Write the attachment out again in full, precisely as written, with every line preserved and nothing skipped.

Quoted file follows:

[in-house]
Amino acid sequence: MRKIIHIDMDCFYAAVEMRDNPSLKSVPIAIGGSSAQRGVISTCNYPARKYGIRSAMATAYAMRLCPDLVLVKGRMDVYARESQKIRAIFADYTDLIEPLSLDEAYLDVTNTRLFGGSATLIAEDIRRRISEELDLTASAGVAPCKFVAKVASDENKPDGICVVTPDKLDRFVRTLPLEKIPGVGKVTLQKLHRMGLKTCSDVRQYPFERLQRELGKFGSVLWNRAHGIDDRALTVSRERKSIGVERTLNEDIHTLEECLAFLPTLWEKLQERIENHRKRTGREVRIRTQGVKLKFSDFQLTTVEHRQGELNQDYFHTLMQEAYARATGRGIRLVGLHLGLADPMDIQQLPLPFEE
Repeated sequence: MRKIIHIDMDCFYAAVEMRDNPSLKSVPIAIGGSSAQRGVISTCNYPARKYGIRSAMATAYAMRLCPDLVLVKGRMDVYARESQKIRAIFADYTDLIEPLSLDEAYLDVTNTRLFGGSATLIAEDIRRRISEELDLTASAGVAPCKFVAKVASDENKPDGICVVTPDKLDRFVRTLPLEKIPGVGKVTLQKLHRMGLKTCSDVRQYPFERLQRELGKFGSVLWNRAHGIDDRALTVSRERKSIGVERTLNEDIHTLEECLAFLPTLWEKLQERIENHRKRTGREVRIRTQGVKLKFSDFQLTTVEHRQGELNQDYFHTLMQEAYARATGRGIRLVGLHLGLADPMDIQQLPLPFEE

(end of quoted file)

[in-house]
Amino acid sequence: MRKIIHIDMDCFYAAVEMRDNPSLKSVPIAIGGSSAQRGVISTCNYPARKYGIRSAMATAYAMRLCPDLVLVKGRMDVYARESQKIRAIFADYTDLIEPLSLDEAYLDVTNTRLFGGSATLIAEDIRRRISEELDLTASAGVAPCKFVAKVASDENKPDGICVVTPDKLDRFVRTLPLEKIPGVGKVTLQKLHRMGLKTCSDVRQYPFERLQRELGKFGSVLWNRAHGIDDRALTVSRERKSIGVERTLNEDIHTLEECLAFLPTLWEKLQERIENHRKRTGREVRIRTQGVKLKFSDFQLTTVEHRQGELNQDYFHTLMQEAYARATGRGIRLVGLHLGLADPMDIQQLPLPFEE
Repeated sequence: MRKIIHIDMDCFYAAVEMRDNPSLKSVPIAIGGSSAQRGVISTCNYPARKYGIRSAMATAYAMRLCPDLVLVKGRMDVYARESQKIRAIFADYTDLIEPLSLDEAYLDVTNTRLFGGSATLIAEDIRRRISEELDLTASAGVAPCKFVAKVASDENKPDGICVVTPDKLDRFVRTLPLEKIPGVGKVTLQKLHRMGLKTCSDVRQYPFERLQRELGKFGSVLWNRAHGIDDRALTVSRERKSIGVERTLNEDIHTLEECLAFLPTLWEKLQERIENHRKRTGREVRIRTQGVKLKFSDFQLTTVEHRQGELNQDYFHTLMQEAYARATGRGIRLVGLHLGLADPMDIQQLPLPFEE